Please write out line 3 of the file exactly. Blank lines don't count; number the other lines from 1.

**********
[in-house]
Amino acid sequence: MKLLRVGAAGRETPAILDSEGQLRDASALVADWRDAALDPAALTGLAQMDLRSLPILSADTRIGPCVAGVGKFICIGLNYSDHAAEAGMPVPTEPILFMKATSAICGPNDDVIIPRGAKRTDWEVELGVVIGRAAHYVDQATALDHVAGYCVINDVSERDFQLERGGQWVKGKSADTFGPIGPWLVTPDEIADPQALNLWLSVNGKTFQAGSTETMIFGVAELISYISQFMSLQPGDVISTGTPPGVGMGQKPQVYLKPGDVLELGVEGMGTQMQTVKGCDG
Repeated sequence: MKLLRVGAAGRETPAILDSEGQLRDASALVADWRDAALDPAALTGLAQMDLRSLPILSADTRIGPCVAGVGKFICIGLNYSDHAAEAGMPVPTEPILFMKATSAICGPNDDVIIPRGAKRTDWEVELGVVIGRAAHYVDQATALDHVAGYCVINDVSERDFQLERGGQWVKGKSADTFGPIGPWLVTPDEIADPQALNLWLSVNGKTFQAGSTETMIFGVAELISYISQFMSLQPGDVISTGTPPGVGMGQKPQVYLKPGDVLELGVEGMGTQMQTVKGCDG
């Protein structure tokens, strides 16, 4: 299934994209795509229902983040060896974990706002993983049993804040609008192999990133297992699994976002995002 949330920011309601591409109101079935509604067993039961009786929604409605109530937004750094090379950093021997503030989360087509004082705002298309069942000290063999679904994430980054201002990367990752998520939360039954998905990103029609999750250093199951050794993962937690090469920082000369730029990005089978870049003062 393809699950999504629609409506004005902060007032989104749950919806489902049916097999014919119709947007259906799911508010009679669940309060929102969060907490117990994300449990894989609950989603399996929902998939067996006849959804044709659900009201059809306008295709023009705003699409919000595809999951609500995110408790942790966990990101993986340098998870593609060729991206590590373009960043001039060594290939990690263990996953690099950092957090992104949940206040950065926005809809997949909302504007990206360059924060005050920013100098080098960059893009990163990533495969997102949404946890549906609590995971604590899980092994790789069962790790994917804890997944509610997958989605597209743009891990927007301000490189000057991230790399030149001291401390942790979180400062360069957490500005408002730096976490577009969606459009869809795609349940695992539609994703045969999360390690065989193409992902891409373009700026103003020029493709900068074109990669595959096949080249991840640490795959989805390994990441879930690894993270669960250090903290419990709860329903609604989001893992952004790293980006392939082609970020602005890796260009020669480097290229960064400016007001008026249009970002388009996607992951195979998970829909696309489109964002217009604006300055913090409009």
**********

Repeated sequence: MKLLRVGAAGRETPAILDSEGQLRDASALVADWRDAALDPAALTGLAQMDLRSLPILSADTRIGPCVAGVGKFICIGLNYSDHAAEAGMPVPTEPILFMKATSAICGPNDDVIIPRGAKRTDWEVELGVVIGRAAHYVDQATALDHVAGYCVINDVSERDFQLERGGQWVKGKSADTFGPIGPWLVTPDEIADPQALNLWLSVNGKTFQAGSTETMIFGVAELISYISQFMSLQPGDVISTGTPPGVGMGQKPQVYLKPGDVLELGVEGMGTQMQTVKGCDG